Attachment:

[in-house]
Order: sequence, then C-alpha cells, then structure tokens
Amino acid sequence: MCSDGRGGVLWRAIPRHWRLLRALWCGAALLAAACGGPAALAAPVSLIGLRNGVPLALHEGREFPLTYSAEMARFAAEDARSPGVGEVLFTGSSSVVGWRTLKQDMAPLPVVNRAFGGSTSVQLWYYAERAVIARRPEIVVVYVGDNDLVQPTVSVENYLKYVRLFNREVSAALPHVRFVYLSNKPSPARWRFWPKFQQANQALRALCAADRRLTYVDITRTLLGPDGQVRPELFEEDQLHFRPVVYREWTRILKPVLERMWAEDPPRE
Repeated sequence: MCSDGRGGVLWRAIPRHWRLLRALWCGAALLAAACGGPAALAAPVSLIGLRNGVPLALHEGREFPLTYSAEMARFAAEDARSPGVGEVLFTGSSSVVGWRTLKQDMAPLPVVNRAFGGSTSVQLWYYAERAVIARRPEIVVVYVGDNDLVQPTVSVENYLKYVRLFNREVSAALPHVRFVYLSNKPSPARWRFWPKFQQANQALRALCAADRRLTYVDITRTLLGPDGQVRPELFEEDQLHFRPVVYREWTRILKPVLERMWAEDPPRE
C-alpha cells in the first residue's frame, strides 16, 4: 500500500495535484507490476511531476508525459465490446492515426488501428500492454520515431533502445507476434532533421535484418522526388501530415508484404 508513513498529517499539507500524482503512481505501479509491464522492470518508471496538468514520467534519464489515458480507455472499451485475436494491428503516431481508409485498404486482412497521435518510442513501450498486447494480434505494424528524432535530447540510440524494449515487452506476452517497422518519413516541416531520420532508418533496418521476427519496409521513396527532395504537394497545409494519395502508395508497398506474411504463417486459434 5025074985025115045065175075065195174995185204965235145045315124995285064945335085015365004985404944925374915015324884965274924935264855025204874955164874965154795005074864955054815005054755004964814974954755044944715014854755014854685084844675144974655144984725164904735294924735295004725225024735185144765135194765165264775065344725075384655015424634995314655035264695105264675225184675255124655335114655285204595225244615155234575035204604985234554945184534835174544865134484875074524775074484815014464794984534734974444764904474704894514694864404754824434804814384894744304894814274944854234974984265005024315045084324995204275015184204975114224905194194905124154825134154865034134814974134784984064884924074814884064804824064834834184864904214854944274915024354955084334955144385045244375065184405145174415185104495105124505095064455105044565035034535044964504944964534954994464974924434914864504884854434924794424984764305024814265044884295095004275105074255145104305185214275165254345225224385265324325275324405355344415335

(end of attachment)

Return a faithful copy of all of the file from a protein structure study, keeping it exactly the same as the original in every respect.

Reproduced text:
[in-house]
Order: sequence, then C-alpha cells, then structure tokens
Amino acid sequence: MCSDGRGGVLWRAIPRHWRLLRALWCGAALLAAACGGPAALAAPVSLIGLRNGVPLALHEGREFPLTYSAEMARFAAEDARSPGVGEVLFTGSSSVVGWRTLKQDMAPLPVVNRAFGGSTSVQLWYYAERAVIARRPEIVVVYVGDNDLVQPTVSVENYLKYVRLFNREVSAALPHVRFVYLSNKPSPARWRFWPKFQQANQALRALCAADRRLTYVDITRTLLGPDGQVRPELFEEDQLHFRPVVYREWTRILKPVLERMWAEDPPRE
Repeated sequence: MCSDGRGGVLWRAIPRHWRLLRALWCGAALLAAACGGPAALAAPVSLIGLRNGVPLALHEGREFPLTYSAEMARFAAEDARSPGVGEVLFTGSSSVVGWRTLKQDMAPLPVVNRAFGGSTSVQLWYYAERAVIARRPEIVVVYVGDNDLVQPTVSVENYLKYVRLFNREVSAALPHVRFVYLSNKPSPARWRFWPKFQQANQALRALCAADRRLTYVDITRTLLGPDGQVRPELFEEDQLHFRPVVYREWTRILKPVLERMWAEDPPRE
C-alpha cells in the first residue's frame, strides 16, 4: 500500500495535484507490476511531476508525459465490446492515426488501428500492454520515431533502445507476434532533421535484418522526388501530415508484404 508513513498529517499539507500524482503512481505501479509491464522492470518508471496538468514520467534519464489515458480507455472499451485475436494491428503516431481508409485498404486482412497521435518510442513501450498486447494480434505494424528524432535530447540510440524494449515487452506476452517497422518519413516541416531520420532508418533496418521476427519496409521513396527532395504537394497545409494519395502508395508497398506474411504463417486459434 5025074985025115045065175075065195174995185204965235145045315124995285064945335085015365004985404944925374915015324884965274924935264855025204874955164874965154795005074864955054815005054755004964814974954755044944715014854755014854685084844675144974655144984725164904735294924735295004725225024735185144765135194765165264775065344725075384655015424634995314655035264695105264675225184675255124655335114655285204595225244615155234575035204604985234554945184534835174544865134484875074524775074484815014464794984534734974444764904474704894514694864404754824434804814384894744304894814274944854234974984265005024315045084324995204275015184204975114224905194194905124154825134154865034134814974134784984064884924074814884064804824064834834184864904214854944274915024354955084334955144385045244375065184405145174415185104495105124505095064455105044565035034535044964504944964534954994464974924434914864504884854434924794424984764305024814265044884295095004275105074255145104305185214275165254345225224385265324325275324405355344415335